Ferry Resuming July 4th!

Date posted: 01-Jun-2020

Great News!!! We have confirmation Fuller360 ferry service to Tiritiri Matangi wi..

The 2020 Photo Competition Winners

Date posted: 22-May-2020

Here are the winning and commended photos from this year's competition. Congratulations to the photo..

Celebrate the Takahe Art Competition

Date posted: 08-Apr-2020

Hi Tiri Kids, It’s TakahÄ“ Awareness Month! Everyone loves our takah..

COVID-19 Important Information

Date posted: 25-Mar-2020

The government has announced that New Zealand is now at alert level 2 for COVID-19. Th..

2019 Winner Primary School Supporters of Tiritiri and Fullers 360 Science Award is Ethan Raymond

Date posted: 11-Mar-2020

Ethan has helped the Enviro-Warriors in many ways such as planning, gard..

2019 Winner Y8-Y13 NIWA Supporters of Tiritiri and Fullers 360 Science Award is Abby Haezelwood

Date posted: 11-Mar-2020

Abby Haezelwood with her winning Science Exhibit on Plastic Beaches at the NIWA Taihoro Nuk..

The Tiritiri Concert

Date posted: 11-Feb-2020

Folk on the Water The 2020 Tiritiri Matangi Conce..

2020 Photo competition now open

Date posted: 15-Jan-2020

This year's photo competition is now open for entries. Please click here (/m..

AGM 2019

Date posted: 09-Sep-2019

Our Annual General Meeting was held at 7:30 pm on Monday 23rd September at the F..

More plaudits for Tiritiri Matangi

Date posted: 15-Jul-2019

Recognition of the wonderful experience visitors have when visiting the Island h..

Duvaucel's gecko

Duvaucel's gecko (Hoplodactylus duvaucelii) is New Zealand's largest gecko. They grow up to 30cm in length (nose to tail) and can weigh up to 120 grams. They live in forest and scrub and are mainly nocturnal, foraging both on the ground and in trees, feeding on large invertebrates such as weta.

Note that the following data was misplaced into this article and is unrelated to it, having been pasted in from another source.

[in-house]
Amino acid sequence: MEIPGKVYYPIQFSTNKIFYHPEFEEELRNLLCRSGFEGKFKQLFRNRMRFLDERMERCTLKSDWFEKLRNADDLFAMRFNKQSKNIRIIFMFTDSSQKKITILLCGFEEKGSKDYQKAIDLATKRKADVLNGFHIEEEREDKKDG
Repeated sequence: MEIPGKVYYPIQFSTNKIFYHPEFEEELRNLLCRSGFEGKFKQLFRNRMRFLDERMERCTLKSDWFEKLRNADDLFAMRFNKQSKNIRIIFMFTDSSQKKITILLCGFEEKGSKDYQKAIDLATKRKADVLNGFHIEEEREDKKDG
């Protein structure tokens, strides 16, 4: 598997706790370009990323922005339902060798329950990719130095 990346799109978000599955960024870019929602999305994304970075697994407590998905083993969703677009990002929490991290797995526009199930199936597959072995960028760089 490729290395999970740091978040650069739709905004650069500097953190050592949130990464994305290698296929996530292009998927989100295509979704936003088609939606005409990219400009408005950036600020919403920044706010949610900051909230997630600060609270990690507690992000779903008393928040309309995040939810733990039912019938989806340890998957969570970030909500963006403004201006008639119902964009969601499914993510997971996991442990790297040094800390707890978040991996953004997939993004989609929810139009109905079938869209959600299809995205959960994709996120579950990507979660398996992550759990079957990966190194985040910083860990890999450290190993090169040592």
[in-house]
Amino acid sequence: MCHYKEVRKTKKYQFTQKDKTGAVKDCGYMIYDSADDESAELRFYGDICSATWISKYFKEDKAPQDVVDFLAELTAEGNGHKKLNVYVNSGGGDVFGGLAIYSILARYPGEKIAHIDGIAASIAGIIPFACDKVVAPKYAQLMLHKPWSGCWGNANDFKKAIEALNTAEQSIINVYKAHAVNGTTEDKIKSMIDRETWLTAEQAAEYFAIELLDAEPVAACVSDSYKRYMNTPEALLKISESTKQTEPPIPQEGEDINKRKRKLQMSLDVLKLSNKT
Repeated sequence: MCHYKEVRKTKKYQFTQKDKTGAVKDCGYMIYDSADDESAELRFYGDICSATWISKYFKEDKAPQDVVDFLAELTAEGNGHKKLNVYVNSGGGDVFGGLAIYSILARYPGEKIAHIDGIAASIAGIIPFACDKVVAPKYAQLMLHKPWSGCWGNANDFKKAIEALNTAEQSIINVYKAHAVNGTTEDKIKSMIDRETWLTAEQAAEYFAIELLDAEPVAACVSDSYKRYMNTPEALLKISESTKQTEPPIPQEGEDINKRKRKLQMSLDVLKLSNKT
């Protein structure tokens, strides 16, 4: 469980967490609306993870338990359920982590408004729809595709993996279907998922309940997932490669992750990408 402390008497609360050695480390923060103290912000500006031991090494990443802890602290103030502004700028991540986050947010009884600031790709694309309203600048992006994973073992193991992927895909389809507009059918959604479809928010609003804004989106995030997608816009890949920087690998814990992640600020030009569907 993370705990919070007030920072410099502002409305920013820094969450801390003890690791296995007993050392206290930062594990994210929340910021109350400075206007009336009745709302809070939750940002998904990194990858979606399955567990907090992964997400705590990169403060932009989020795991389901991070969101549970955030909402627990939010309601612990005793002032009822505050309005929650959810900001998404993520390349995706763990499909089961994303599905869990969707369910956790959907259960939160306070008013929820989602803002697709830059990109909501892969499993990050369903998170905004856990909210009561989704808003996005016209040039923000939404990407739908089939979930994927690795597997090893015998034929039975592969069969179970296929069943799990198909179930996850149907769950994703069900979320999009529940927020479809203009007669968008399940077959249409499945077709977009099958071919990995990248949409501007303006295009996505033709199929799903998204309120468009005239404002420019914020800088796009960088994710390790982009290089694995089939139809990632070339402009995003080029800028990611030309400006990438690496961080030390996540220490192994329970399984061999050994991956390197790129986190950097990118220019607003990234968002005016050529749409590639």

Like many native lizards, they were probably once widespread on the mainland, but have been decimated by introduced mammalian predators and are now largely confined to offshore islands. A dead Duvaucel's gecko was found on the North Island in 2010, suggesting that there might still be some small, isolated mainland populations.

Nineteen Duvaucel's geckos were introduced onto Tiritiri Matangi in 2006. Regular surveys have indicated that they have bred successfully and begun to spread out from the original release site. In early 2013, a further 92 have been released at three different sites on the Island. These include a mixture of wild-caught and captive-bred individuals. They are being monitored closely over a period of at least five years in order to provide robust data which will help inform future efforts to conserve the species.

The gecko in the above photo has just been weighed and measured and marked with a number (which quickly wears off). 

The photo on the left shows the inky footprints of a Duvaucel's gecko on a tracking card used for monitoring the population. 

Photos: Kay Milton ©